, Research Paper In the time that Tennessee Williams’ Streetcar Named Desire transpires, depression is not recognized as a valid mental illness. People that were depressed, or suffered from various other chemical imbalances were called crazy and carted off to insane asylums by friendly strangers. Depression is now recognized as a valid mental illness worldwide, for the most part in countries that are developed.
, Research Paper
In the time that Tennessee Williams’ Streetcar Named Desire transpires, depression is not recognized as a valid mental illness. People that were depressed, or suffered from various other chemical imbalances were called crazy and carted off to insane asylums by friendly strangers. Depression is now recognized as a valid mental illness worldwide, for the most part in countries that are developed. While poor countries suffer from ill physical health, struggling with meningitis and malaria, people in developed countries who have their physical needs attended to fall back onto a rickety mental structure, which doctors predict will lead to depression being the second highest cause of death in the world by the year 2020.
In A Streetcar Named Desire several of the characters suffer from apparent mental illness or imbalances. These are obvious to our 21st century, but in the 1940’s, the time that the play was written, would have simply passed for eccentricities. Mental illness went untreated to most people and those that were “treated” were simply locked away and not given effective care.
Mitch is a character in the play who seems to be suffering from a form of depression and likely childhood trauma which has prevented him from progressing into normal adult life. He obsessively concerned about his mother, who perhaps was not even as sick as he let on. Mitch may have an Oedipus complex trailing him, despite the fact that his father is out of the picture, he simply wants love from a women and he sees his mother as someone who can do that unconditionally. Mitch could have used the help of a psychiatrist to guide him towards independence and self realization, but this was not available to him. He simply had bowling, poker-nights and a self-enforced curfew.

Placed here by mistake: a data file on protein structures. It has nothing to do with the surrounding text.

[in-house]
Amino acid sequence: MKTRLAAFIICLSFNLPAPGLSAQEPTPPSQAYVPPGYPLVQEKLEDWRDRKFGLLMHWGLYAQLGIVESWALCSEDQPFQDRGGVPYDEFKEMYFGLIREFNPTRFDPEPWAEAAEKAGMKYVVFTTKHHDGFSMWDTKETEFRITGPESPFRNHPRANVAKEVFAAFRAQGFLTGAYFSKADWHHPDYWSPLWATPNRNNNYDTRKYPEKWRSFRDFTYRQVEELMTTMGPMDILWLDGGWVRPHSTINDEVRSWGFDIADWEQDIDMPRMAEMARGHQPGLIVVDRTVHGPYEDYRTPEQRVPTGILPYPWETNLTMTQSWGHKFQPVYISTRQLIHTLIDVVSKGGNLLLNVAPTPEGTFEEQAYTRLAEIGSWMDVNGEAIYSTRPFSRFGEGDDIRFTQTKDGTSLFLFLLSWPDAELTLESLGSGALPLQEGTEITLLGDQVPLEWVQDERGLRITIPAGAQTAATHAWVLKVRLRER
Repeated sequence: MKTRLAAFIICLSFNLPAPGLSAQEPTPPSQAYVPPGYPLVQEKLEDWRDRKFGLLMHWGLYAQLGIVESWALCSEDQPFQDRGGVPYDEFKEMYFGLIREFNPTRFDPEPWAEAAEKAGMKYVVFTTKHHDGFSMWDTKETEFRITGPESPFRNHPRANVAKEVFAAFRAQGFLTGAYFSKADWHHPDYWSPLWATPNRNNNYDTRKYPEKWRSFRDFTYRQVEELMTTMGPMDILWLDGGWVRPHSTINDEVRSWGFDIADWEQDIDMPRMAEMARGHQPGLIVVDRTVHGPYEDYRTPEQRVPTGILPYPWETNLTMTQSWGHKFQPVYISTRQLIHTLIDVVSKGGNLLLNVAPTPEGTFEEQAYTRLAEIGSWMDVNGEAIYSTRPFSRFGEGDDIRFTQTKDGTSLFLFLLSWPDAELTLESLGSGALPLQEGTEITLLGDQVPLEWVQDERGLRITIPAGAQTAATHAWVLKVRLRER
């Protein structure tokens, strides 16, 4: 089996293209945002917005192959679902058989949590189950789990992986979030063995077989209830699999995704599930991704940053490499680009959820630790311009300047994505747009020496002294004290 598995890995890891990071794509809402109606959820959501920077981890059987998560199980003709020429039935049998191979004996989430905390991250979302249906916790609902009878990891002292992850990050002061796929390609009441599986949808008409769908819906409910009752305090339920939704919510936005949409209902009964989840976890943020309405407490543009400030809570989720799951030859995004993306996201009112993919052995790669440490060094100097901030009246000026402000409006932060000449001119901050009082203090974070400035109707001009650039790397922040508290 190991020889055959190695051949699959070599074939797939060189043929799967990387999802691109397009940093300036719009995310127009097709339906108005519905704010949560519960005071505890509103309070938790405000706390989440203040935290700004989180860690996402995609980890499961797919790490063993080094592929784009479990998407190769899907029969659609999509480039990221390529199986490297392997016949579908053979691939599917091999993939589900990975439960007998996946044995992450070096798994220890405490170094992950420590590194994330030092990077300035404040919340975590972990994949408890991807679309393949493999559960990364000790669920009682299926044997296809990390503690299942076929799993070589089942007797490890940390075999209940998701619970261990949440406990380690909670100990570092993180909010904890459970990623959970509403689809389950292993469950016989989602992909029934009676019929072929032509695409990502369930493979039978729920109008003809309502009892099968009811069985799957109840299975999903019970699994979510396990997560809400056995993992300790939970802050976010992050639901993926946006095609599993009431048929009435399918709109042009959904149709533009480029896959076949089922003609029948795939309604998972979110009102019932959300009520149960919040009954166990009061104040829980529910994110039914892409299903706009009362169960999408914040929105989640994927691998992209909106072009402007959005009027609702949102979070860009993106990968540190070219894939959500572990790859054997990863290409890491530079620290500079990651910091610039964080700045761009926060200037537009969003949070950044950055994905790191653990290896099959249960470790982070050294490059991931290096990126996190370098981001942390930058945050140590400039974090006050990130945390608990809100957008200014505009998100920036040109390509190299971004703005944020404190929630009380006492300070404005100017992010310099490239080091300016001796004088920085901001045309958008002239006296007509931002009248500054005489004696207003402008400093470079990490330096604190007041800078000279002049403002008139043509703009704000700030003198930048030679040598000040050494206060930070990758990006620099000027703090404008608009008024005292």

Stanley, on the other hand does not suffer from the low energy, mildness that inflicts his friend. Stanley is obviously subject to the condition known as “super-male”. He was born with an extra X chromosomes, which we know today results in: higher levels of testosterone, easier ability to become angry, strong sexual drive and a more “manly” build. Stanley has all of these. Today someone living with an extra X chromosomes and acting irrationally as an affect of it would likely find themselves in counseling learning anger management exercises and attend sensitivity classes. Stanley did not get his care and attention. He did what he pleased to do and it was those around him who had to learn how to live with his condition. When Stanley threw the radio out the window, Stanley’s physical build and his rape of Blanche all point to him as a super-male. He was a super-male running amuck and ruining lives.
Finally, there is Blanche. Blanche is a picture of what the world will come to if it continues on it current path. Blanche was raised similar to how everyone in the western world is raised today. Blanche was born into the world with all the worldly things one could desire. She grew accustomed to that life. She didn’t think, she did. In her youth, she was beautiful and she had power and money to go with it. As she aged, the looks faded and so did the money. Blanche’s expenses were more than she had. She needed what her youth had brought her and she reached out to get it. She found a 17-year-old boy, and that led to the loss of her job, on top of the loss of her estate, the Belle Reve. She began creating images and memories in her mind in order to make up for the life that she didn’t have. She sunk into depression. She became a liar and an alcoholic and as she tumbled down this path she began to lose the ability to tell what was the truth and what was not and the glasses of whiskey blurred the two. Blanche could have been treated. With counseling and Prozac she could have learned to live a normal life, but before these things were known as valid health problems they would be left untreated until the person reached such a state that they could no longer live in society. After Blanche was raped any shards of sanity crumbled. She was taken away, to be put in a straight-jacket and locked in a padded room, not to be cured, but to be forgotten.
Knowledge of mental health has come very far in the past 50 years. Depression and other mental illnesses are now recognized as valid diseases. However, with this ability to diagnose comes an abundance of diagnoseses. They are growing. Many characters in A Streetcar Named Desire were affected by these ailments, but only one was even dealt with, and when she was it was in a brutal manner. The future will bring change and progress. We have so many cures and vaccines for the germs and viruses that once plagued mankind, but clearly with these problems conquered, room has been left room open for a new enemy to move in.
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